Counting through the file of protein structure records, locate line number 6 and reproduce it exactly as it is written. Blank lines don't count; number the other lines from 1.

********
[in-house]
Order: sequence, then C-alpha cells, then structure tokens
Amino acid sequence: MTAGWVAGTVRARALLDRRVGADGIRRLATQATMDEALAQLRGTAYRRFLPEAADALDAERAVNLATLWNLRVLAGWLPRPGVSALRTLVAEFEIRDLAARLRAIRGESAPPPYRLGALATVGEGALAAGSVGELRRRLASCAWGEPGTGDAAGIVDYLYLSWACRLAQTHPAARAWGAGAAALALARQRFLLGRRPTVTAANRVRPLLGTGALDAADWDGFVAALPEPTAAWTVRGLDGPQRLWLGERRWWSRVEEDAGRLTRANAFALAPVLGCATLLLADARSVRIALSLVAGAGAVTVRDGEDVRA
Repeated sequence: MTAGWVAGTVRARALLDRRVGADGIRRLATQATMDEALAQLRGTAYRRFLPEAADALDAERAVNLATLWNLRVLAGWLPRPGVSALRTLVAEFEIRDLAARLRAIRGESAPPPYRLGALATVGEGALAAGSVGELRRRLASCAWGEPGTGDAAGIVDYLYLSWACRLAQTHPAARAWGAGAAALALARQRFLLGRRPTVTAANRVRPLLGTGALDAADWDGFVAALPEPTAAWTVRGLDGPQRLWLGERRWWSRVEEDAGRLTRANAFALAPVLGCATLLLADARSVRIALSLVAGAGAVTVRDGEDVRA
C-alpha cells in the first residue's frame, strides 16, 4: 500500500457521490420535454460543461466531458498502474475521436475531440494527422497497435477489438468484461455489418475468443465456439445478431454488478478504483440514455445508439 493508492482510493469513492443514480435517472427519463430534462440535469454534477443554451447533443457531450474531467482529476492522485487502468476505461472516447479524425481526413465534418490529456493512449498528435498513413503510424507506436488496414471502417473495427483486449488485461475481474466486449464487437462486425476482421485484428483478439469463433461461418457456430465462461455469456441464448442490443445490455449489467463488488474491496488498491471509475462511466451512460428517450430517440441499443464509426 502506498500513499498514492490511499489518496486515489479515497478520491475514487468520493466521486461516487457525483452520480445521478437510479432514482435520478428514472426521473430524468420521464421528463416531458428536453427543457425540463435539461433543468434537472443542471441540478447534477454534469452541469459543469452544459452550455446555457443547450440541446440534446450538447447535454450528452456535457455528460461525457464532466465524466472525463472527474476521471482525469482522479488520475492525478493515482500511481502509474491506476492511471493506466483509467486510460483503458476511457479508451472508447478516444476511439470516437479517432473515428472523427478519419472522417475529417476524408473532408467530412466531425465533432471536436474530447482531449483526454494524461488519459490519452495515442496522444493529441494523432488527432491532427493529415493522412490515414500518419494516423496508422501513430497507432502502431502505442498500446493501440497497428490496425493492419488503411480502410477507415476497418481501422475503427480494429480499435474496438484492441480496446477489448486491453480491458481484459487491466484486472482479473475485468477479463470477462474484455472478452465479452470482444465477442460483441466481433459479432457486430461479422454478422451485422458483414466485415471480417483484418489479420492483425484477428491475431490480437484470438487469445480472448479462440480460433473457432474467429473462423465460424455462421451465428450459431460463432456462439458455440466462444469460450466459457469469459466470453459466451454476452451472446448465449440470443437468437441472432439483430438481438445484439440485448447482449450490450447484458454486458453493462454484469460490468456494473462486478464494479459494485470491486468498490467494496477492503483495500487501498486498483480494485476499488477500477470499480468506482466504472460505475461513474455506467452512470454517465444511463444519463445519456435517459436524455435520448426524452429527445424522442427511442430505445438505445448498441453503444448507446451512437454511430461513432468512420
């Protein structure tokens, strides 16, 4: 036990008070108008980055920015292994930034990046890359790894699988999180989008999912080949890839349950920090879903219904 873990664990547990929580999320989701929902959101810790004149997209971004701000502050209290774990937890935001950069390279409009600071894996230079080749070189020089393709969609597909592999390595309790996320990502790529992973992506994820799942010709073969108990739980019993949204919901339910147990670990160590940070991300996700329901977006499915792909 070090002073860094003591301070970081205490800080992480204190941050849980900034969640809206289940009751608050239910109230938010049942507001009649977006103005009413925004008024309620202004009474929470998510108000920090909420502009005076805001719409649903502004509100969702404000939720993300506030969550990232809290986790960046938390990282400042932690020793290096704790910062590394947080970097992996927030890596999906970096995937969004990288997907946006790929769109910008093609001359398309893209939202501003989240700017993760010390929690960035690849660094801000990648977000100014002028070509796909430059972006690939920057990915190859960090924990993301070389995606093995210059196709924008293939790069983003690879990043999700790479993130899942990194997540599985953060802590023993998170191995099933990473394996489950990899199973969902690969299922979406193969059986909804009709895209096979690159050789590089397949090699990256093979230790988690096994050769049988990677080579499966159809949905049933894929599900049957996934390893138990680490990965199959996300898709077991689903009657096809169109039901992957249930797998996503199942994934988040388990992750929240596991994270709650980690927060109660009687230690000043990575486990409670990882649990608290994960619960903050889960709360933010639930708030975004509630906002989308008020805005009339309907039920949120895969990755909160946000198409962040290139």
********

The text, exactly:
């Protein structure tokens, strides 16, 4: 036990008070108008980055920015292994930034990046890359790894699988999180989008999912080949890839349950920090879903219904 873990664990547990929580999320989701929902959101810790004149997209971004701000502050209290774990937890935001950069390279409009600071894996230079080749070189020089393709969609597909592999390595309790996320990502790529992973992506994820799942010709073969108990739980019993949204919901339910147990670990160590940070991300996700329901977006499915792909 070090002073860094003591301070970081205490800080992480204190941050849980900034969640809206289940009751608050239910109230938010049942507001009649977006103005009413925004008024309620202004009474929470998510108000920090909420502009005076805001719409649903502004509100969702404000939720993300506030969550990232809290986790960046938390990282400042932690020793290096704790910062590394947080970097992996927030890596999906970096995937969004990288997907946006790929769109910008093609001359398309893209939202501003989240700017993760010390929690960035690849660094801000990648977000100014002028070509796909430059972006690939920057990915190859960090924990993301070389995606093995210059196709924008293939790069983003690879990043999700790479993130899942990194997540599985953060802590023993998170191995099933990473394996489950990899199973969902690969299922979406193969059986909804009709895209096979690159050789590089397949090699990256093979230790988690096994050769049988990677080579499966159809949905049933894929599900049957996934390893138990680490990965199959996300898709077991689903009657096809169109039901992957249930797998996503199942994934988040388990992750929240596991994270709650980690927060109660009687230690000043990575486990409670990882649990608290994960619960903050889960709360933010639930708030975004509630906002989308008020805005009339309907039920949120895969990755909160946000198409962040290139």